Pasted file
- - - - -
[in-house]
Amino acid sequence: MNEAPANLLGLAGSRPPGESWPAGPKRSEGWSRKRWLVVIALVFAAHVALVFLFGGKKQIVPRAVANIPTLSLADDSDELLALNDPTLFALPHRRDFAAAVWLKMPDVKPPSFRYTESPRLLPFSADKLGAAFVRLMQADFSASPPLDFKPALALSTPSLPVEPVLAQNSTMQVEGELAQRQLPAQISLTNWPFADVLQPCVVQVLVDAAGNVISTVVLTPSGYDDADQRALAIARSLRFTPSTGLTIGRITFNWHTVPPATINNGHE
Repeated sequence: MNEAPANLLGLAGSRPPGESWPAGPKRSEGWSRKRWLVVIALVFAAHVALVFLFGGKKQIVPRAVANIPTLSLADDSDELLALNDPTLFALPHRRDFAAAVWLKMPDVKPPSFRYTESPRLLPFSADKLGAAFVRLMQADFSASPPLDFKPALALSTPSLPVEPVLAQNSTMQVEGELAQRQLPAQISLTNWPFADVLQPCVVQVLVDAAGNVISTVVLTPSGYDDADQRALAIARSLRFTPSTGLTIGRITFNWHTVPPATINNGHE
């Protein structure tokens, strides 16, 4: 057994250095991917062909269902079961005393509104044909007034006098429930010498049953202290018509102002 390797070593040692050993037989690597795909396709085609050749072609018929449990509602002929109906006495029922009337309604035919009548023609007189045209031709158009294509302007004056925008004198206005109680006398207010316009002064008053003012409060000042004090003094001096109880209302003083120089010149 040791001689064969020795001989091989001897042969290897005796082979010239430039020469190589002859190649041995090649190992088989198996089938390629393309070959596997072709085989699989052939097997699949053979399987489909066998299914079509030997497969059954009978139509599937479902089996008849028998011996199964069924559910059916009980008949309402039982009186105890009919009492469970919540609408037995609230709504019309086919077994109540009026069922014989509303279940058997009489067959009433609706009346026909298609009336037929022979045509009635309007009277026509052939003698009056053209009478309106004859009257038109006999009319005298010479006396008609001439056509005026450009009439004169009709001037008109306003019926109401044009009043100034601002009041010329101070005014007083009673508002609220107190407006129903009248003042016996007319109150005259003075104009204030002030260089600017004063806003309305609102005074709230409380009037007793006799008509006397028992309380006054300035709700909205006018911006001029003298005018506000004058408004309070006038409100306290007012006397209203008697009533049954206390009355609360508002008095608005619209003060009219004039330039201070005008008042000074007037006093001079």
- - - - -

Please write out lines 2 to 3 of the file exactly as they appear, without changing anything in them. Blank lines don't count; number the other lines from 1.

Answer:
Amino acid sequence: MNEAPANLLGLAGSRPPGESWPAGPKRSEGWSRKRWLVVIALVFAAHVALVFLFGGKKQIVPRAVANIPTLSLADDSDELLALNDPTLFALPHRRDFAAAVWLKMPDVKPPSFRYTESPRLLPFSADKLGAAFVRLMQADFSASPPLDFKPALALSTPSLPVEPVLAQNSTMQVEGELAQRQLPAQISLTNWPFADVLQPCVVQVLVDAAGNVISTVVLTPSGYDDADQRALAIARSLRFTPSTGLTIGRITFNWHTVPPATINNGHE
Repeated sequence: MNEAPANLLGLAGSRPPGESWPAGPKRSEGWSRKRWLVVIALVFAAHVALVFLFGGKKQIVPRAVANIPTLSLADDSDELLALNDPTLFALPHRRDFAAAVWLKMPDVKPPSFRYTESPRLLPFSADKLGAAFVRLMQADFSASPPLDFKPALALSTPSLPVEPVLAQNSTMQVEGELAQRQLPAQISLTNWPFADVLQPCVVQVLVDAAGNVISTVVLTPSGYDDADQRALAIARSLRFTPSTGLTIGRITFNWHTVPPATINNGHE